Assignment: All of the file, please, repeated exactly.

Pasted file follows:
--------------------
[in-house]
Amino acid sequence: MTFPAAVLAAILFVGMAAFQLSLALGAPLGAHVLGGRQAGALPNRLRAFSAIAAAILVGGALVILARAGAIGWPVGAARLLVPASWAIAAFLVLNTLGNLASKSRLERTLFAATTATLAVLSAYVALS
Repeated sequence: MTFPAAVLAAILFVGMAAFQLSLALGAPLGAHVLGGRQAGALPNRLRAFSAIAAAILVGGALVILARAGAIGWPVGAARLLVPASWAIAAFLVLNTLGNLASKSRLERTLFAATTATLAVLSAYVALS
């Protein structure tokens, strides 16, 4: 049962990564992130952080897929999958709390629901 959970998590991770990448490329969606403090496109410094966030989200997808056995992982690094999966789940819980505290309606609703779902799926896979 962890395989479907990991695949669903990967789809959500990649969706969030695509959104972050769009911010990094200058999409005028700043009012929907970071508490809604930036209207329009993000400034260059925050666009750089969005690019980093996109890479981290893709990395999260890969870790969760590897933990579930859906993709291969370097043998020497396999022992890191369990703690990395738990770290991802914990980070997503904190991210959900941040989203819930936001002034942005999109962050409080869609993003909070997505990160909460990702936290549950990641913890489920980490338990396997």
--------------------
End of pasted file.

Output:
[in-house]
Amino acid sequence: MTFPAAVLAAILFVGMAAFQLSLALGAPLGAHVLGGRQAGALPNRLRAFSAIAAAILVGGALVILARAGAIGWPVGAARLLVPASWAIAAFLVLNTLGNLASKSRLERTLFAATTATLAVLSAYVALS
Repeated sequence: MTFPAAVLAAILFVGMAAFQLSLALGAPLGAHVLGGRQAGALPNRLRAFSAIAAAILVGGALVILARAGAIGWPVGAARLLVPASWAIAAFLVLNTLGNLASKSRLERTLFAATTATLAVLSAYVALS
């Protein structure tokens, strides 16, 4: 049962990564992130952080897929999958709390629901 959970998590991770990448490329969606403090496109410094966030989200997808056995992982690094999966789940819980505290309606609703779902799926896979 962890395989479907990991695949669903990967789809959500990649969706969030695509959104972050769009911010990094200058999409005028700043009012929907970071508490809604930036209207329009993000400034260059925050666009750089969005690019980093996109890479981290893709990395999260890969870790969760590897933990579930859906993709291969370097043998020497396999022992890191369990703690990395738990770290991802914990980070997503904190991210959900941040989203819930936001002034942005999109962050409080869609993003909070997505990160909460990702936290549950990641913890489920980490338990396997």